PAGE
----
After the war, despite the proven advantage of the lever action, the War Dept. adopted the Trapdoor Springfield rifle in 45-70. This was our mainstay until the .30-40 Krag was adopted.

January 1, 2003, 06:21 PM
Just a thought, you might want to trim it down to a more specific line than just "historically significant" -- ie -- military longarms, sporting longarms, self defense handguns, etc. For example....

Brown Bess or Charleville musket (Revolutionary era)
Harper's Ferry musket (1812/Mexican war era)
Springfield rifle-musket (Civil War era)
Krag rifle (Spanish-American War)
Springfield 1903 rifle (WWI, WWII)
M1 (etc....)

flintlock longrifle
Hawken percussion rifle
Sharps cartridge rifle
Sporterized '03 or early Remington/Winchester bolt gun.

flintlock pistol
pepperbox revolver
cap and ball revolver
Colt SAA (gotta have that one. :) )
.38/.357 or so DA revolver
glock/other wondernine

In short... seems to me that a "every significant" piece is gonna be really expensive and kinda unfocused as far as a presentation goes.

FWIW.. just my latent wannabe museum curator coming out. :p


January 1, 2003, 06:22 PM

I think you're prety well thought out. I would include a single shot .58 Caliber Dragoon pistol as well. A S&W Schofield would also be worthy, I believe.

Also an M-1 Carbine, as it was pretty much a first of a kind. A Gyro-Jet if you can find one. Also a S&W model 39. Although the m-39 was an absolute POS, it was the first commercially succesful american DA/SA centerfire auto.

good luck with your collection

January 1, 2003, 07:38 PM
To even BEGIN, you need one of every Springfield and Harper's Ferry rifles and muskets they built, plus the Brown Bess and Charleville. Then you need all the guns that won the west, beginning with the Pennsylvania long rifle (when the west was back East) and going up thru the West as in Wild West. Then you need all the guns from the 20th century wars. This would be a fun but large collection.

Mike Irwin
January 1, 2003, 08:07 PM
Don't forget the Hall Rifle, everyone...

Quite frankly, in some ways, Ben, you'd need one of just about every model and caliber firearm ever made.

January 1, 2003, 11:16 PM
Great suggestions so far.

Mike -- my goal has ALWAYS been to get one of everything ever made..:D

Kaylee -- I kinda like your idea as it compartmentalizes the collecting. You concentrate on a section and can then feel more like you're accomplishing a goal.

I'd still like to hear some more ideas on shotguns as well. The way I'm looking at it, there wasn't much innovation between the BP double barrel and the first pump gun. Sure, they switched from frontstuffing to shells, but you were still getting two shots out of a two barreled gun until the pump came along. But then I could be wrong.:)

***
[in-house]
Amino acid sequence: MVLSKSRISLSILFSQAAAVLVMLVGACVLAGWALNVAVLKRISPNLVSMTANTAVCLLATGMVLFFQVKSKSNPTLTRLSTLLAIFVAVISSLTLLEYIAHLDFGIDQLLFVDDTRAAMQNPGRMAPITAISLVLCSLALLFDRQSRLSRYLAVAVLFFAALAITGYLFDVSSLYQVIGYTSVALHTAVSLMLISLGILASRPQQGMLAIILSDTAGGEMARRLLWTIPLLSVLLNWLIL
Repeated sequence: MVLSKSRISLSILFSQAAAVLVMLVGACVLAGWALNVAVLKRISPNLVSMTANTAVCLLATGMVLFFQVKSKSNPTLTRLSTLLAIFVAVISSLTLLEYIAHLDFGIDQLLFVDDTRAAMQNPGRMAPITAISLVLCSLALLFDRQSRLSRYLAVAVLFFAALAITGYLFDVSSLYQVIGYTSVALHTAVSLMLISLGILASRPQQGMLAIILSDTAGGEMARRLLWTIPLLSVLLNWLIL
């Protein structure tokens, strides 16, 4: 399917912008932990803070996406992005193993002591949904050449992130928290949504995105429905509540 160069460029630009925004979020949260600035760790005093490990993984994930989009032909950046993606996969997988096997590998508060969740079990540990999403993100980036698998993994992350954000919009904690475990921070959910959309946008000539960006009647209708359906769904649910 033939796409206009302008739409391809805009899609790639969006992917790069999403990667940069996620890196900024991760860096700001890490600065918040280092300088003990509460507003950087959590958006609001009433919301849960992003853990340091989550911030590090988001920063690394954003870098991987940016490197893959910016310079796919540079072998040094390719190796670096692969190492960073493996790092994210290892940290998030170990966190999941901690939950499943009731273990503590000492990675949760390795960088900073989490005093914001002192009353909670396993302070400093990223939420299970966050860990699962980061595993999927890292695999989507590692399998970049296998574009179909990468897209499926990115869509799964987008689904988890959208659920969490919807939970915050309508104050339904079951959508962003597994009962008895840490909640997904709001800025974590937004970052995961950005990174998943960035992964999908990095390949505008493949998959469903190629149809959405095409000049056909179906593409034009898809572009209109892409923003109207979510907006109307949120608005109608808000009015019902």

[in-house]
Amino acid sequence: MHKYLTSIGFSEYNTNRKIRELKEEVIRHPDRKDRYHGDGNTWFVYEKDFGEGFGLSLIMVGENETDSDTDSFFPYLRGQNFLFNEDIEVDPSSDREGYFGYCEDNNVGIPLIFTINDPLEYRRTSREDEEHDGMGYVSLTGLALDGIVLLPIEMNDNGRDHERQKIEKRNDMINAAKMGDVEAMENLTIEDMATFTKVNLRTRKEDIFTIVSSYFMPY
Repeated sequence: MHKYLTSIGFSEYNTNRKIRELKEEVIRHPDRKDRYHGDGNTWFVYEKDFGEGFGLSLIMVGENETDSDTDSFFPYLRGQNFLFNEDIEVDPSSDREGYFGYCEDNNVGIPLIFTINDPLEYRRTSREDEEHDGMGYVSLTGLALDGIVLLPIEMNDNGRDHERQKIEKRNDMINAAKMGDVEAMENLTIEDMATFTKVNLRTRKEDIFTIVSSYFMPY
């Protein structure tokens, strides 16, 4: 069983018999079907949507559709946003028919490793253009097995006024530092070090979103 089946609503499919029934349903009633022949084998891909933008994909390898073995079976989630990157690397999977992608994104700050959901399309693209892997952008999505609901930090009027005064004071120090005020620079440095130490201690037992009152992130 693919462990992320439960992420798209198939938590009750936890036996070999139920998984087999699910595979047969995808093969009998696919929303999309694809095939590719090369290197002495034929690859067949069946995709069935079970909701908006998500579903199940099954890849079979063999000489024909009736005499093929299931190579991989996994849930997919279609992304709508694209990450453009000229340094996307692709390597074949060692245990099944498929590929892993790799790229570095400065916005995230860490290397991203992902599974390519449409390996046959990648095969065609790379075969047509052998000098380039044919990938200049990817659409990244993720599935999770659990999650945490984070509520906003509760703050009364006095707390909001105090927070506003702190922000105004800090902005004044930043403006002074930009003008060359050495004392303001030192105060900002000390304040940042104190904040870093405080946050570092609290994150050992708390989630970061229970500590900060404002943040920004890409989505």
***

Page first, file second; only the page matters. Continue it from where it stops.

The advice on near pre-during-post Civil War arms is also quite helpful as I'm not as up to speed on arms of that era as I should be. Anyone have any recommended readings to alleviate that?

January 1, 2003, 11:25 PM
Also an M-1 Carbine, as it was pretty much a first of a kind. A Gyro-Jet if you can find one. Also a S&W model 39.
Cheygriz -- I had both the M-1 Carbine AND Model 39 at one time and sold them both. Just goes to show you should never sell your guns.:)
The M-1 bums me out the most. It was a Singer, and when I see what they're going for today, I just want to build a machine that kicks me in the butt every five minutes.

4v50 Gary
January 1, 2003, 11:42 PM
BenW - better think again once you look at Civil War guns. Never has the state or ordnance been so unorganized as during that war. Not only for us but also for Johnny. .54 Round Ball and Burton ball for the Mississippi Rifle. 451 Whitworth and 451 Kerr for the Whitworth and Kerr Target rifles. .52 and .54 cal for the Sharps falling block (one inf, one cav). The Spencer had its special cartridge as did the Burnside breechloader. Try to buy a Spencer today (Romano Rifle Co. makes a working replica, but different caliber). The Union certainly had its act together when it came to getting supplies through (something the Corn-feds never did get right).

guy sajer
January 2, 2003, 09:12 AM
Gary ,
I would have to disagree with you your point regarding the Union getting it right . The Union procurement system was corrupt , with many guns being contracted for that should have never been manufactured if not for under the table deals with high ranking officials . We fielded over 20 different carbines when only 1 or 2 should have been standardized . Any idea of the difficulties to procure and deliver in the field all of those gun specific strange fragile cartridges that some of those carbines needed ? I would imagine that more than once , they came up short on ammo . What a quartermasters nightmare !

I have an original Smith carbine myself as that is what one of my relatives brought home from the Ohio Volunteer Cavalry after the war . My uncle still has that one .

January 2, 2003, 09:28 AM